My cookbook assortment rivals my husband's vinyl collection. Supersturdy shelving houses both obsessions. Fortunately, when something from his collection blasts on the turntable, I retreat to the kitchen with mine.
At last count, I have more than 10 cookbooks on Moroccan cooking, several on Indian, dozens on Italian fare and French pastry, nearly a hundred on American cooking and even one on Lebanese cuisine. So it comes as a surprise that I have nary a volume on traditional Irish cooking. A recent recipe search for Irish boxty, the tender potato pancake we so enjoyed in Dublin, proved fruitless.
A delicious serving of corned beef and sauerkraut-stuffed boxty at an Irish pub in Milwaukee reignited the search. I knew I wanted to make these tender, potato-laced pancakes at home for our St. Patrick's Day celebration.
Luckily, "The Cooking of the British Isles," a 1969 volume of Time Life's The Foods of the World Series, references the "poor house bread." Along with a description of Ireland's beloved potato recipes, the editors mention these traditional Irish pancakes, known as boxty. Their recipe uses grated raw potatoes and fries them in butter for crispy cakes. The Internet likewise offers several renditions made from raw and often mashed potatoes.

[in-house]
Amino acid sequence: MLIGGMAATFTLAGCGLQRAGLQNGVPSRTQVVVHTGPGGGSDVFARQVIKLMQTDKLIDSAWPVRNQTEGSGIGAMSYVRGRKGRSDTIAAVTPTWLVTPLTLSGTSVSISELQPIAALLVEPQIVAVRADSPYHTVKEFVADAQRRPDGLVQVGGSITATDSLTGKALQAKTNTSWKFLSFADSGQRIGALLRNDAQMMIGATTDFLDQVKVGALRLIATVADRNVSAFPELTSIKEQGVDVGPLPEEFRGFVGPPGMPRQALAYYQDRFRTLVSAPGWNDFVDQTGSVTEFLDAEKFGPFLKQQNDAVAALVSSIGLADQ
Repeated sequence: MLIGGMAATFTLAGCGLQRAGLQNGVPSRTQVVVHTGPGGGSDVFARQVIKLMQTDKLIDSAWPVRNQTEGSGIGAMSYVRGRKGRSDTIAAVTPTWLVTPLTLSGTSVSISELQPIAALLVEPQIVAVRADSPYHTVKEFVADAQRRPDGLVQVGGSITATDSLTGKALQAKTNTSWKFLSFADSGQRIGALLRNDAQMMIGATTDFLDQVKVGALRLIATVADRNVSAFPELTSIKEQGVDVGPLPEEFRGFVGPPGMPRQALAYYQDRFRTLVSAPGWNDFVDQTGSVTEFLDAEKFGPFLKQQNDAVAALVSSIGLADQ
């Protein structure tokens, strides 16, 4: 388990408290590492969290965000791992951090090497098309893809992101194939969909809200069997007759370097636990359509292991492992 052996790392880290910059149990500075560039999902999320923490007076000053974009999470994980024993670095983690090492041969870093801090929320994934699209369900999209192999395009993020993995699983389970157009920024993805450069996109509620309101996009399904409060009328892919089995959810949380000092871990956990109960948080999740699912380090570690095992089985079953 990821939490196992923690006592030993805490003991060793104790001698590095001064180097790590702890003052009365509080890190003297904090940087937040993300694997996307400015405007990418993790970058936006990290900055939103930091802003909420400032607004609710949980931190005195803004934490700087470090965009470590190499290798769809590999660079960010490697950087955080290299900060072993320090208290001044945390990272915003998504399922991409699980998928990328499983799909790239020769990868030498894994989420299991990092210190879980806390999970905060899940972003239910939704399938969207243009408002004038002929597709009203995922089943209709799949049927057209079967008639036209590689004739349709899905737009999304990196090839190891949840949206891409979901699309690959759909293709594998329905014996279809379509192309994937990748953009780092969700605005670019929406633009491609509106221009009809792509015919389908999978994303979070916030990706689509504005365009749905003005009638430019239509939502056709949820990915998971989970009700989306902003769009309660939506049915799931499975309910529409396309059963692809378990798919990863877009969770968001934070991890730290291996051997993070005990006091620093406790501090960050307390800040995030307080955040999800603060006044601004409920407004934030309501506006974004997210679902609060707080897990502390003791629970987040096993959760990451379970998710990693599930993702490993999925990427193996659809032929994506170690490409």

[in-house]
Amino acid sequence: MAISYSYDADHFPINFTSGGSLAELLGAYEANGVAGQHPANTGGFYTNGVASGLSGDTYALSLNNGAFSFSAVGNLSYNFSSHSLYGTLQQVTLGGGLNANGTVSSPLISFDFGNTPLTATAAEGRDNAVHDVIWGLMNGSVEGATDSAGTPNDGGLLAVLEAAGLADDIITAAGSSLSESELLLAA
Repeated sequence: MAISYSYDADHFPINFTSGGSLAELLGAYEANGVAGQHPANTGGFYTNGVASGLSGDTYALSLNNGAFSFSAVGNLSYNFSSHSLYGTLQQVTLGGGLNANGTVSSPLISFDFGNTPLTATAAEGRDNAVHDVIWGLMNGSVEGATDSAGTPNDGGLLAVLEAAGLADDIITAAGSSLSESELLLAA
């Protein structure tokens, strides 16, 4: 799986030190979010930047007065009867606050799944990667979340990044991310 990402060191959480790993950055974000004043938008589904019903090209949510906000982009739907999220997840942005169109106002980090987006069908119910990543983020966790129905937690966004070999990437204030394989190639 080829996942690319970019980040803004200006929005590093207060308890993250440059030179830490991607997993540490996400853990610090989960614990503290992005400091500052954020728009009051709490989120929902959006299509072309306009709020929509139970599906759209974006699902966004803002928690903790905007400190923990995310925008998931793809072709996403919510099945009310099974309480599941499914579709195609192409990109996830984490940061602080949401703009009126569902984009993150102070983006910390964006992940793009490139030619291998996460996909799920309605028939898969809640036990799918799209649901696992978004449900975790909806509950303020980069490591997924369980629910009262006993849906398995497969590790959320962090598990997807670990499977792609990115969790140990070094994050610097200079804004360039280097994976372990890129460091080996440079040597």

The Time Life recipe suggests serving the savory pancakes with crisp strips of bacon. I wanted to make a version suitable for our St. Patrick's Day dinner, so I added a little grated red onion to the batter. I also folded in some plain mashed russet potato to lighten the texture.
Batter in hand, you can vary the size of the pancakes to suit.
Larger pancakes, spread thinly in the pan, prove dinner worthy. Top one half of each cake with a filling, such as the creamy curried chicken and cabbage here. Then fold the other half of the pancake over the filling. A sprinkling of fresh herbs turn these humble breads into company fare.
For brunch, I like to serve stacks of 3-inch-diameter cakes topped with thinly sliced smoked salmon and sour cream dollops. Smaller, silver-dollar-size cakes (skip the onion in the batter) beautifully soak up pure maple syrup or a fruity compote.
Irish boxty are so versatile they're sure to be a standard in your repertoire all year long. Hopefully, someone will put an Irish tune on the stereo while you cook.
Irish boxty (potato pancakes)
Prep: 20 minutes
Cook: 20 minutes
Makes: Sixteen 3-inch pancakes, or 8 larger pancakes, serving 4 to 6
Omit the onion if you plan to serve the boxty with maple syrup or fresh fruit. Use a 1/4-cup measure to make pancakes about 3 or 4 inches in diameter. For large pancakes that you can fill and fold, use 1/2 cup of batter and spread it thinly in the pan. If working in advance, re-crisp the pancakes in a hot skillet.
2 large (12 ounces each) Russet potatoes (total 1 1/2 pounds), scrubbed clean
¾ cup flour
¾ teaspoon salt
½ teaspoon baking powder
1 cup skim milk or half-and-half (or a combination)
¼ of a medium red onion